I think there are too many colons in the title of this post, but such is life.
Just now I finished reading Aftermath: Life Debt. I enjoyed it quite a bit. It builds upon the story of Aftermath, but takes the story in different directions. Here are some observations:
1. The present-tense writing style bugged me a little bit in the first novel; in this one, I hardly noticed it. For me, first-person point of view is much more distracting.
2. I like the new characters, and it was fun to see them develop even more in this book. Even so, it was good to see more of familiar characters, especially Wedge, Leia, Chewie and Han.
3. It pleased me that the scale of this novel was bigger. While the focus of the first one was largely the events taking place on Akiva, this one focuses on Kashyyyk--a story that's been waiting to be told, and this one doesn't disappoint. While it took almost half the book to introduce the Han-and-Chewie shenanigans for which I was waiting, said shenanigans were worth the wait.
4. There are more of the Interludes that show what's happening around the galaxy. With the first novel, those were a big part of the drive to read it quickly, since they provided the first (newly) official details about what happens after Return of the Jedi. This time around, while I was intrigued by these glimpses and the hints that they might provide to other stories, I also felt impatient; I wanted to go back to the main story to see how it developed.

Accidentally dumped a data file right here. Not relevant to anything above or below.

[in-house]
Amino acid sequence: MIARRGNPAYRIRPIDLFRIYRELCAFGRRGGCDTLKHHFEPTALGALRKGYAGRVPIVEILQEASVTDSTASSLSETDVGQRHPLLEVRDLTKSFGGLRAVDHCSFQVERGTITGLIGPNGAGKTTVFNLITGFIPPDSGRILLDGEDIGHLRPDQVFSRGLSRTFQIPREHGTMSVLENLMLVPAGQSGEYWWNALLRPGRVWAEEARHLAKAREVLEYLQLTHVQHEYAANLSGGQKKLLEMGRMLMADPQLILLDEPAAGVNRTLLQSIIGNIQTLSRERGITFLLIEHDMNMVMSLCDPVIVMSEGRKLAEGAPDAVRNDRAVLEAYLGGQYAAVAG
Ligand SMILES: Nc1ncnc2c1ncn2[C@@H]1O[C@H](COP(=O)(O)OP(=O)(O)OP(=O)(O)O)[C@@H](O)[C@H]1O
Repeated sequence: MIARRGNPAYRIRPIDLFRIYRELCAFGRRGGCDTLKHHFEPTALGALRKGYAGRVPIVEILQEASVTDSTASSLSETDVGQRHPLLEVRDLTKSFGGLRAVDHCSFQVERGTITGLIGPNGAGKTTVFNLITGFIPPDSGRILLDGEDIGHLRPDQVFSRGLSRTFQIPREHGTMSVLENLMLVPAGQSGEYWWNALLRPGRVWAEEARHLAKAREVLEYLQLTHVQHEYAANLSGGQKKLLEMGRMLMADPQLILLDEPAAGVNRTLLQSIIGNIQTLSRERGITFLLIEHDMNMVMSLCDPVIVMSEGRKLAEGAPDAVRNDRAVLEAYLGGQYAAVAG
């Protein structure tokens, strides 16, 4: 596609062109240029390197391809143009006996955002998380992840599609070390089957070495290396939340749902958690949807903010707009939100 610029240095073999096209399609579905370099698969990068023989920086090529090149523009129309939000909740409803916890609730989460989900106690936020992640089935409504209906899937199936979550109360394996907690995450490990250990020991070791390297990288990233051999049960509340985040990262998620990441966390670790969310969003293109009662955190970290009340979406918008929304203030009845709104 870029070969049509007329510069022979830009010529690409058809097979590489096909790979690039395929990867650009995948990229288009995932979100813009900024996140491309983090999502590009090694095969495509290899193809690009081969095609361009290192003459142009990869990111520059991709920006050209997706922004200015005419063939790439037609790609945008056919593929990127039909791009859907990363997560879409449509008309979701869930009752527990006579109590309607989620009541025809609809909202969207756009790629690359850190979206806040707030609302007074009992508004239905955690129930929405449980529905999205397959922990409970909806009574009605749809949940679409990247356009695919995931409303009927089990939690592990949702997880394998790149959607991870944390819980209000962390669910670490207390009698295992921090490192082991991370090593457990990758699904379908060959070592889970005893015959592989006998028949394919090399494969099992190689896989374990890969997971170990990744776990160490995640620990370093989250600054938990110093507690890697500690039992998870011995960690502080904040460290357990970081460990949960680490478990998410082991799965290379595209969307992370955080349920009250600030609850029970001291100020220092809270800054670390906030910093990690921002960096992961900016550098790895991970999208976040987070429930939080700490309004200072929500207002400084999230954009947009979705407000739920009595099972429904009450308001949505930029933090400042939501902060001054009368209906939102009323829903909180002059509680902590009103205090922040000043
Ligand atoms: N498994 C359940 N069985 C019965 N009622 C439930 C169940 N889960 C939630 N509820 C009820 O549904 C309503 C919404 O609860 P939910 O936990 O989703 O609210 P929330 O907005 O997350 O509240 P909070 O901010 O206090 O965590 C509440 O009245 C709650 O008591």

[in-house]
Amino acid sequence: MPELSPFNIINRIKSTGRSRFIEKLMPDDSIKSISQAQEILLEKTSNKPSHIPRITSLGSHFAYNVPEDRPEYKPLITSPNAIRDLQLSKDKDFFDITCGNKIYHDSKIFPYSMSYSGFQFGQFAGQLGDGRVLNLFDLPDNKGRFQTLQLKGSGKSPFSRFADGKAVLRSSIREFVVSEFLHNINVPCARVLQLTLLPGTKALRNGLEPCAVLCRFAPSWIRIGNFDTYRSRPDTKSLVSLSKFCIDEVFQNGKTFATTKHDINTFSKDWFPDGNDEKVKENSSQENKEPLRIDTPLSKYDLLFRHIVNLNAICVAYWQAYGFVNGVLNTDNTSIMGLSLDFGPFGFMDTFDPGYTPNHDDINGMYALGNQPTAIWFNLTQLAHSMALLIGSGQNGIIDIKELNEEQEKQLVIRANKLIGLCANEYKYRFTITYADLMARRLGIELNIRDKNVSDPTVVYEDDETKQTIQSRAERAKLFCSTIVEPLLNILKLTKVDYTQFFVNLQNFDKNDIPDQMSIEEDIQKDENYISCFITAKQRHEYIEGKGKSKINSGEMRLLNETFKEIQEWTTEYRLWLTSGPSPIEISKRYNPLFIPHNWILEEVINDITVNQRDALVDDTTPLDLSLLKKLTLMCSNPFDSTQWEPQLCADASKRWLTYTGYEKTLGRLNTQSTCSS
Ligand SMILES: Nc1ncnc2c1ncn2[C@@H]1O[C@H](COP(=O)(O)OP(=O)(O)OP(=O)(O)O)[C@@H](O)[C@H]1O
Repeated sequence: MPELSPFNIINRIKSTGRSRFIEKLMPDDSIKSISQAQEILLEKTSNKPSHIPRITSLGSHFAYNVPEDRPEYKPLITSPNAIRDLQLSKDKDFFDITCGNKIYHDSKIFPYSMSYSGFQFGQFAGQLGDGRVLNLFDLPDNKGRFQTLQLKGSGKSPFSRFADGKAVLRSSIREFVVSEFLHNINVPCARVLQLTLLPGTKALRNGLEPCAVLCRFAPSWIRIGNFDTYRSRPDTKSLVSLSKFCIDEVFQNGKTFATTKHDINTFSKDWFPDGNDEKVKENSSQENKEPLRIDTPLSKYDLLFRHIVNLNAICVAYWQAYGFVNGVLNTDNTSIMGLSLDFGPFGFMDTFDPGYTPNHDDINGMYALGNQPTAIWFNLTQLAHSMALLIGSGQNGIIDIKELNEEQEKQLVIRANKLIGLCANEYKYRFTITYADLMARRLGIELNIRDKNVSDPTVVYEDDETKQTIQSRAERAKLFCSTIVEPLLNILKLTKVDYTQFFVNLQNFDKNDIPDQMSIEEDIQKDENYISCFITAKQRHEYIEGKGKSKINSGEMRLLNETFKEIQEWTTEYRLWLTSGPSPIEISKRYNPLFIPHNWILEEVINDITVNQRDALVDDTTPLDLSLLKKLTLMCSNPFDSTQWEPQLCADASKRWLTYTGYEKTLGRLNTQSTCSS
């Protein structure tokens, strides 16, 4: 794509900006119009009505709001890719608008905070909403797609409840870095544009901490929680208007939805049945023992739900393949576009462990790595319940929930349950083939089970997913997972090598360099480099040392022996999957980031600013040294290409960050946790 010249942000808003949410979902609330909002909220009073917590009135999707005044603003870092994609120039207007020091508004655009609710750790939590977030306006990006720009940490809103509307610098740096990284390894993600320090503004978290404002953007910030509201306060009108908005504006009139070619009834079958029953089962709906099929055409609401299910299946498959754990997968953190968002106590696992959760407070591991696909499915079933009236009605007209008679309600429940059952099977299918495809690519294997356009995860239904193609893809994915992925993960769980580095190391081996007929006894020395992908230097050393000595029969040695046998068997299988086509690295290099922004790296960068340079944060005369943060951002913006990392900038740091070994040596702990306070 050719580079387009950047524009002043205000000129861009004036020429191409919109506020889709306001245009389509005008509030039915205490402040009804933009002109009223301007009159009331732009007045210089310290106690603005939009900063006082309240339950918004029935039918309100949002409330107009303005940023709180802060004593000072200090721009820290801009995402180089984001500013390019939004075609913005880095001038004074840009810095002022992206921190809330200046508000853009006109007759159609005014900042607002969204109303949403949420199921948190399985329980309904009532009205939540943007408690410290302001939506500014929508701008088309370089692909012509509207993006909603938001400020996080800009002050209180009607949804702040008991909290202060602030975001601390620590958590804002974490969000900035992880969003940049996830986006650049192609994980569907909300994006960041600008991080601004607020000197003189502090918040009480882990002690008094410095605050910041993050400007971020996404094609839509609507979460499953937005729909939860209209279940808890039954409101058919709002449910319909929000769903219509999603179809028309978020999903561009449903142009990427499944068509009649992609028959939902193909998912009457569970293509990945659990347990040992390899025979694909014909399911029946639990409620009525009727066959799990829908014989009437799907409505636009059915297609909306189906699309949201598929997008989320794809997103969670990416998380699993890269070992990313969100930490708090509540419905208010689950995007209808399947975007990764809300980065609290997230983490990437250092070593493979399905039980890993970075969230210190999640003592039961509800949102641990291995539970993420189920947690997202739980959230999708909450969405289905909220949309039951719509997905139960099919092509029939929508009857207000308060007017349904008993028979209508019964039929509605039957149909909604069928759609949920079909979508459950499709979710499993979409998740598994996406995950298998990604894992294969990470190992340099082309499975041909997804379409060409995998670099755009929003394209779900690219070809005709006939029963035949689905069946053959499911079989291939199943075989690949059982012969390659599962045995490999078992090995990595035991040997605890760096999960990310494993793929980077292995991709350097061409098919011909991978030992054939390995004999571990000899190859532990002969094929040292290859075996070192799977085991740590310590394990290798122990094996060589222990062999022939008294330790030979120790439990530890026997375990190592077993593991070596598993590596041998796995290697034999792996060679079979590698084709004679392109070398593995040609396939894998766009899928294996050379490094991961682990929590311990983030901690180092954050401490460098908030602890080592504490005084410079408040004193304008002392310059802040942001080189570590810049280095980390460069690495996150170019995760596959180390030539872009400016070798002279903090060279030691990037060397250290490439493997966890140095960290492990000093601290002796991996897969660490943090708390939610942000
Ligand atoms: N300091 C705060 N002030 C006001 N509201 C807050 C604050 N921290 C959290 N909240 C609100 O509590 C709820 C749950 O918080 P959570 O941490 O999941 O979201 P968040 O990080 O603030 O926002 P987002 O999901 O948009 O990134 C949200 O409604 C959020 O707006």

5. Rae Sloane is my favorite character to come out of the new canon. She's tough and smart, and makes a much better villain than many in the old books.
6. This book ties a lot more into Episode 7. I don't want to spoil things, but there are some details that I'm eager to discuss with others once they've read it.
7. It's no surprise that the novel to finish this trilogy, Empire's End, will tie into the Battle of Jakku. That means, I think, more connections and an explosive finish. I wish I didn't have to wait half a year for it. What is more, it's interesting to see how the novels in a more regulated Star Wars universe connect to each other. A character (Sloane) who appeared in A New Dawn has risen to importance, and events first introduced in Lost Stars are going to provide a climax. This feels much more orderly than the old Expanded Universe, where a lot of the character development happened retroactively. (For example, Prince Xizor became a lot more believable in the stories released after Shadows of the Empire, even though he was killed in that debut novel.)
8. Finally, I'm intrigued to see how much of this hints at developments that we'll see in Episode 8. While Lost Stars and other books in the Journey to The Force Awakens had some clues, it feels like this has many more. Time will tell, I guess.